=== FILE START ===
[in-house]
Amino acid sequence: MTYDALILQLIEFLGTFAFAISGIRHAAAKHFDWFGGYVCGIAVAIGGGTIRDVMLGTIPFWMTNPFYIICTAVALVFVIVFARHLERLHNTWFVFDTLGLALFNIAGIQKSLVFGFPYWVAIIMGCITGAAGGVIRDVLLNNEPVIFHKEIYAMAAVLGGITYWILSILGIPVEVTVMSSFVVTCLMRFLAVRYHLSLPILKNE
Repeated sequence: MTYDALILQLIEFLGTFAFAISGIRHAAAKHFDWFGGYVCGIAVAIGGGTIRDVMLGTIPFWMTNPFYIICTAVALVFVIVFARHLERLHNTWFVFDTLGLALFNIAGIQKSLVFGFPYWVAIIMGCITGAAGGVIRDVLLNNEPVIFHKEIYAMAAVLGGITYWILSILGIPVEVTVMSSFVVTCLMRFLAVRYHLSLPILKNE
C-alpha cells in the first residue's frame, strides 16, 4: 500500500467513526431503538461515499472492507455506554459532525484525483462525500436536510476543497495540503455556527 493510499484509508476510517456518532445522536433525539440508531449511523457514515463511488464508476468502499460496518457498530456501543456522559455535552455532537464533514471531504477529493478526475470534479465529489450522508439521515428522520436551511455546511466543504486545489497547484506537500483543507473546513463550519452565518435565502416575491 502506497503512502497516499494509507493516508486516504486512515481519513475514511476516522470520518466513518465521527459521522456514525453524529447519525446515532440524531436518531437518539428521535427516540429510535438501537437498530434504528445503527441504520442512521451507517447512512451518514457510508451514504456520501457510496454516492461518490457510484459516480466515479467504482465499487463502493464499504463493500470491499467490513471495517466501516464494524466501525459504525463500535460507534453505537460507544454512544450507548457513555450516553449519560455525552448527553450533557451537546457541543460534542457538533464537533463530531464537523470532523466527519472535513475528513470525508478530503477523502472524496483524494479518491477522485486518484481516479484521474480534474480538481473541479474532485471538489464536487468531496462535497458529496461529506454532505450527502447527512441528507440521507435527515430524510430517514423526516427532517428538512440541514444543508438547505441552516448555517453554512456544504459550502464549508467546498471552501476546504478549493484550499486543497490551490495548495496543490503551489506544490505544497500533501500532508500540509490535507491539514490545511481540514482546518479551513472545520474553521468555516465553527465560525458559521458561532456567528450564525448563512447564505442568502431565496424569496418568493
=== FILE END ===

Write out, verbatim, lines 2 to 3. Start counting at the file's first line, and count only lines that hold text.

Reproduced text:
Amino acid sequence: MTYDALILQLIEFLGTFAFAISGIRHAAAKHFDWFGGYVCGIAVAIGGGTIRDVMLGTIPFWMTNPFYIICTAVALVFVIVFARHLERLHNTWFVFDTLGLALFNIAGIQKSLVFGFPYWVAIIMGCITGAAGGVIRDVLLNNEPVIFHKEIYAMAAVLGGITYWILSILGIPVEVTVMSSFVVTCLMRFLAVRYHLSLPILKNE
Repeated sequence: MTYDALILQLIEFLGTFAFAISGIRHAAAKHFDWFGGYVCGIAVAIGGGTIRDVMLGTIPFWMTNPFYIICTAVALVFVIVFARHLERLHNTWFVFDTLGLALFNIAGIQKSLVFGFPYWVAIIMGCITGAAGGVIRDVLLNNEPVIFHKEIYAMAAVLGGITYWILSILGIPVEVTVMSSFVVTCLMRFLAVRYHLSLPILKNE